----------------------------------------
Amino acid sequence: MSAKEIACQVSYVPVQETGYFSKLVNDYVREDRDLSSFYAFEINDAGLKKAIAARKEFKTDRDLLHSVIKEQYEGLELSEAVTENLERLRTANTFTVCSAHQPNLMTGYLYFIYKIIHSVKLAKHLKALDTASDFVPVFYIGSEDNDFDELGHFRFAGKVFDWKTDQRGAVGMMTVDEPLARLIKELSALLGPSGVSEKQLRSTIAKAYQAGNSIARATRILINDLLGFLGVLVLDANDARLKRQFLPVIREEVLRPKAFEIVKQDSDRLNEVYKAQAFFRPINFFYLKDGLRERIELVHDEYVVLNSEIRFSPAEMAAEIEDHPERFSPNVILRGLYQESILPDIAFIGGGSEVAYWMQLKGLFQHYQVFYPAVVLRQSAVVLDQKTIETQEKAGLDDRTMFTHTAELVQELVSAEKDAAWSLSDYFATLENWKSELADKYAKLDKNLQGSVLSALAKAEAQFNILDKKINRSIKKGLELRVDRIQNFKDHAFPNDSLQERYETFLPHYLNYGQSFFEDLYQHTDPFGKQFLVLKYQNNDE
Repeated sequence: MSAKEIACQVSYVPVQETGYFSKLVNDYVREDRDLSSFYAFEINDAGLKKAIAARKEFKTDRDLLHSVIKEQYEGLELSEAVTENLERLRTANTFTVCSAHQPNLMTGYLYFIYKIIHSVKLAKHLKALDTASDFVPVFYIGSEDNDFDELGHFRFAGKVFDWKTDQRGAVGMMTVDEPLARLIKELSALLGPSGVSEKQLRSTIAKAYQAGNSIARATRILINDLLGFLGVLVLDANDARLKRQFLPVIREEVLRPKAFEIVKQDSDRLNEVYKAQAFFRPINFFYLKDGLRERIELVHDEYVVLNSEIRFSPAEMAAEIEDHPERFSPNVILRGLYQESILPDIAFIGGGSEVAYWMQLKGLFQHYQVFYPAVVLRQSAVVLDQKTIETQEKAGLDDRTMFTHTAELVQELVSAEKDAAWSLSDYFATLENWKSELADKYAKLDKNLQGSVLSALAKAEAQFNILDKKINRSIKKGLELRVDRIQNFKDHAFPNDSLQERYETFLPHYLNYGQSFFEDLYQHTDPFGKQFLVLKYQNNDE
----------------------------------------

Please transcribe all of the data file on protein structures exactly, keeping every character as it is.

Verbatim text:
Amino acid sequence: MSAKEIACQVSYVPVQETGYFSKLVNDYVREDRDLSSFYAFEINDAGLKKAIAARKEFKTDRDLLHSVIKEQYEGLELSEAVTENLERLRTANTFTVCSAHQPNLMTGYLYFIYKIIHSVKLAKHLKALDTASDFVPVFYIGSEDNDFDELGHFRFAGKVFDWKTDQRGAVGMMTVDEPLARLIKELSALLGPSGVSEKQLRSTIAKAYQAGNSIARATRILINDLLGFLGVLVLDANDARLKRQFLPVIREEVLRPKAFEIVKQDSDRLNEVYKAQAFFRPINFFYLKDGLRERIELVHDEYVVLNSEIRFSPAEMAAEIEDHPERFSPNVILRGLYQESILPDIAFIGGGSEVAYWMQLKGLFQHYQVFYPAVVLRQSAVVLDQKTIETQEKAGLDDRTMFTHTAELVQELVSAEKDAAWSLSDYFATLENWKSELADKYAKLDKNLQGSVLSALAKAEAQFNILDKKINRSIKKGLELRVDRIQNFKDHAFPNDSLQERYETFLPHYLNYGQSFFEDLYQHTDPFGKQFLVLKYQNNDE
Repeated sequence: MSAKEIACQVSYVPVQETGYFSKLVNDYVREDRDLSSFYAFEINDAGLKKAIAARKEFKTDRDLLHSVIKEQYEGLELSEAVTENLERLRTANTFTVCSAHQPNLMTGYLYFIYKIIHSVKLAKHLKALDTASDFVPVFYIGSEDNDFDELGHFRFAGKVFDWKTDQRGAVGMMTVDEPLARLIKELSALLGPSGVSEKQLRSTIAKAYQAGNSIARATRILINDLLGFLGVLVLDANDARLKRQFLPVIREEVLRPKAFEIVKQDSDRLNEVYKAQAFFRPINFFYLKDGLRERIELVHDEYVVLNSEIRFSPAEMAAEIEDHPERFSPNVILRGLYQESILPDIAFIGGGSEVAYWMQLKGLFQHYQVFYPAVVLRQSAVVLDQKTIETQEKAGLDDRTMFTHTAELVQELVSAEKDAAWSLSDYFATLENWKSELADKYAKLDKNLQGSVLSALAKAEAQFNILDKKINRSIKKGLELRVDRIQNFKDHAFPNDSLQERYETFLPHYLNYGQSFFEDLYQHTDPFGKQFLVLKYQNNDE